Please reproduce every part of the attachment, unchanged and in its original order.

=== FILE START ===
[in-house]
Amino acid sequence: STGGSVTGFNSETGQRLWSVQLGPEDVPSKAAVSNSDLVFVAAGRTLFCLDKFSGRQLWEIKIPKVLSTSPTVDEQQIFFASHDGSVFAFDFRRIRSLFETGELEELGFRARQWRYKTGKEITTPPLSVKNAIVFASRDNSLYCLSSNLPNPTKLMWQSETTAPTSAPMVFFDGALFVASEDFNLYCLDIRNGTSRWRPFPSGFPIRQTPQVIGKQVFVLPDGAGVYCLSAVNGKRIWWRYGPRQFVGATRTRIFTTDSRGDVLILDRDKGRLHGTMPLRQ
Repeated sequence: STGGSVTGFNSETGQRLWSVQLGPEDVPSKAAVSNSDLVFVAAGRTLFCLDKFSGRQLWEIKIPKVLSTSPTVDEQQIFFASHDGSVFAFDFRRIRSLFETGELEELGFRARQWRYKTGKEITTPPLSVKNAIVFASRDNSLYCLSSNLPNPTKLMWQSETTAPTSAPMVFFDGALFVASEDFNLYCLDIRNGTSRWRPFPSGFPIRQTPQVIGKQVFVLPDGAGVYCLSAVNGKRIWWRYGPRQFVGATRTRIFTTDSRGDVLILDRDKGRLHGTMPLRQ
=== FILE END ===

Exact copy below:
[in-house]
Amino acid sequence: STGGSVTGFNSETGQRLWSVQLGPEDVPSKAAVSNSDLVFVAAGRTLFCLDKFSGRQLWEIKIPKVLSTSPTVDEQQIFFASHDGSVFAFDFRRIRSLFETGELEELGFRARQWRYKTGKEITTPPLSVKNAIVFASRDNSLYCLSSNLPNPTKLMWQSETTAPTSAPMVFFDGALFVASEDFNLYCLDIRNGTSRWRPFPSGFPIRQTPQVIGKQVFVLPDGAGVYCLSAVNGKRIWWRYGPRQFVGATRTRIFTTDSRGDVLILDRDKGRLHGTMPLRQ
Repeated sequence: STGGSVTGFNSETGQRLWSVQLGPEDVPSKAAVSNSDLVFVAAGRTLFCLDKFSGRQLWEIKIPKVLSTSPTVDEQQIFFASHDGSVFAFDFRRIRSLFETGELEELGFRARQWRYKTGKEITTPPLSVKNAIVFASRDNSLYCLSSNLPNPTKLMWQSETTAPTSAPMVFFDGALFVASEDFNLYCLDIRNGTSRWRPFPSGFPIRQTPQVIGKQVFVLPDGAGVYCLSAVNGKRIWWRYGPRQFVGATRTRIFTTDSRGDVLILDRDKGRLHGTMPLRQ